6 Money Lessons You Should Learn Before College
Are you teaching your children these 6 money lessons? How is it going?
1. Keep track of your spending.
According to Anthony Humpage, CEO of financial education company Rich Dad Education, this is a critical lesson for adults as well as students. "In my experience, when you sit down and ask someone where their money goes, most people can't account for about 40% of their money. People typically spend a lot more than they think they do."
The problem with this lack of awareness is obvious: If you don't know what you're spending, you don't know what you have left, and what you can and can't afford. College students glued to their smartphones have no excuse to plead ignorance, as free apps like LearnVest and Mint automatically track your spending and keep that info accessible only a few taps away.
2. Don't seize every deal that comes your way.
"Money is more available for young people today than it was for their parents," says Humpage. "But it's available with strings. Very long strings." The internet is overstuffed with stories of signing up for a credit card "just to get the T-shirt" and ending up $10,000 in consumer debt, or piecing together a pile of student loans only to realize five years later that repaying them will take another 30 years.
It doesn't even have to be that drastic: If you open a checking account that waives fees when you keep a minimum balance, but you can't manage to keep it, then there's another fee you owe every month.
If you can't see the strings on a financial offer, you should take a closer look.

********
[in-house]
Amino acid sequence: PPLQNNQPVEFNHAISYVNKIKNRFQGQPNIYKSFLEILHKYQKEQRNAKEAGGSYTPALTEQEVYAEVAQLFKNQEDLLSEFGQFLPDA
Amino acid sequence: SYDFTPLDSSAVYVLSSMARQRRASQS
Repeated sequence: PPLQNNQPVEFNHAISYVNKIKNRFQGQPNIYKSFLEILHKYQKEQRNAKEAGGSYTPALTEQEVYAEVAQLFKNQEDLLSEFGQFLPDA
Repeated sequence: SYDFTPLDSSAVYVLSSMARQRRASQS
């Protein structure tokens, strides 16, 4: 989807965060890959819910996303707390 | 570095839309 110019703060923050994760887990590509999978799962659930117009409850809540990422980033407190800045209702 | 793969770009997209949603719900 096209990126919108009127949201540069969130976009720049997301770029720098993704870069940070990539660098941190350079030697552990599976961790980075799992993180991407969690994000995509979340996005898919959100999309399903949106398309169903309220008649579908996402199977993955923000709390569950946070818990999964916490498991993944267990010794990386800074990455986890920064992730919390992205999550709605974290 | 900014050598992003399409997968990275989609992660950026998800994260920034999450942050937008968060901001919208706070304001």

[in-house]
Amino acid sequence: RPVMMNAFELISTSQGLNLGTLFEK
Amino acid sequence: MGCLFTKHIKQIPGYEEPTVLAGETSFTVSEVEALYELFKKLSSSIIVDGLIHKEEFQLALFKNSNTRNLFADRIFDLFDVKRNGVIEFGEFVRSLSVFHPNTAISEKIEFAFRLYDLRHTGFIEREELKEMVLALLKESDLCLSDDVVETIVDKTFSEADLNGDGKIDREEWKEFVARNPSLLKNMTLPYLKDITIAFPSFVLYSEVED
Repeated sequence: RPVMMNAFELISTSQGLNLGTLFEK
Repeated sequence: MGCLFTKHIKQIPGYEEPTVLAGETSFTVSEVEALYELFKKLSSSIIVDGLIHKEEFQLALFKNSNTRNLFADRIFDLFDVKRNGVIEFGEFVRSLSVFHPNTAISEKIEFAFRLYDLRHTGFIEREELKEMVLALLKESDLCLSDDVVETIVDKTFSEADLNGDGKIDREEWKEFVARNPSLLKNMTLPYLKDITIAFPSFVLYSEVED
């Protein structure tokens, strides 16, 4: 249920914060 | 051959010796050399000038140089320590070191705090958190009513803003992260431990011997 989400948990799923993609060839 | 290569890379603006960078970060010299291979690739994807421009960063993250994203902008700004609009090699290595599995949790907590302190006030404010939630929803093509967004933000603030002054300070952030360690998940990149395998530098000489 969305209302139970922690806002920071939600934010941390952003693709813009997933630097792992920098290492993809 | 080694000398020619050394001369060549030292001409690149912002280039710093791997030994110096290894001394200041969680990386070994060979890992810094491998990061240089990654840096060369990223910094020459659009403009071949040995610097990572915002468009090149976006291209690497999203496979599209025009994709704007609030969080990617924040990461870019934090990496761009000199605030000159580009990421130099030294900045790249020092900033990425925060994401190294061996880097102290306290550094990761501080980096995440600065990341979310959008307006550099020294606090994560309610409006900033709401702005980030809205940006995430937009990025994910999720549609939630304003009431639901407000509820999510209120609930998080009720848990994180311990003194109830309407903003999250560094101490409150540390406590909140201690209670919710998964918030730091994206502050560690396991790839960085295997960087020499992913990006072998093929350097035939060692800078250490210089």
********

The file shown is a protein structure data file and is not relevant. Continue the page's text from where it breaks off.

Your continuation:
3. Read the student loan fine print.
Humpage laments the rise of enormous student debt. At their core, student loans are a means to make higher education accessible to more people — a noble cause. But in their execution, they tend to leave something to be desired. "If I ever wanted to be reminded that the road to hell is paved with good intentions," Humpage says, "that's as good an example as I've ever come across."
Before stepping foot on campus, students should know the terms of any student loans they may carry. Are the loans public or private? When will they start repaying? How much will they need to pay per month? How long will the loans take to pay off? Should they consider consolidating? Along with preparing students for a major monthly bill, awareness of how much they're on the hook for might very well affect how they choose to spend their time while in school.
4. Get a job.
When asked what parents can do to help their kids prepare to manage their own money, Humpage has a simple answer: "Tell their kids to get a job." While he recognizes that not every parent wants their child's focus diverted from studying, he says a job even before heading to college is similarly valuable. "Maybe a year before college, have some sort of job or earning," he advises. "Get them used to managing a little bit of their money, so at least they're not thrown right into the deep end."
5. Don't get a credit card unless you can pay the bills.
Humpage admits he's a little torn on whether college students should use credit cards. "On the one hand, I'd always advise someone to use a credit card over a debit because you're protected against fraudulent use, and you can even have things like cash back to build up a little bit of money," he says. "But if people don't keep track of their spending and have some sort of discipline, it can be a problem. People need to understand just how costly that debt is — it's the most expensive debt you can take."
He suggests that for students (or their parents) who worry about being able to manage a credit card effectively, a prepaid card might be a good option. That way, a student gets used to using a card without the danger of getting into consumer debt.
6. Keep your debts to a minimum.
Humpage calls this "leverage." "Keep as low a leverage in life as you can," he says. "Keep the number of fixed payments you have to make as low as you can against your income. That at least insulates you a little against unforeseen eventualities."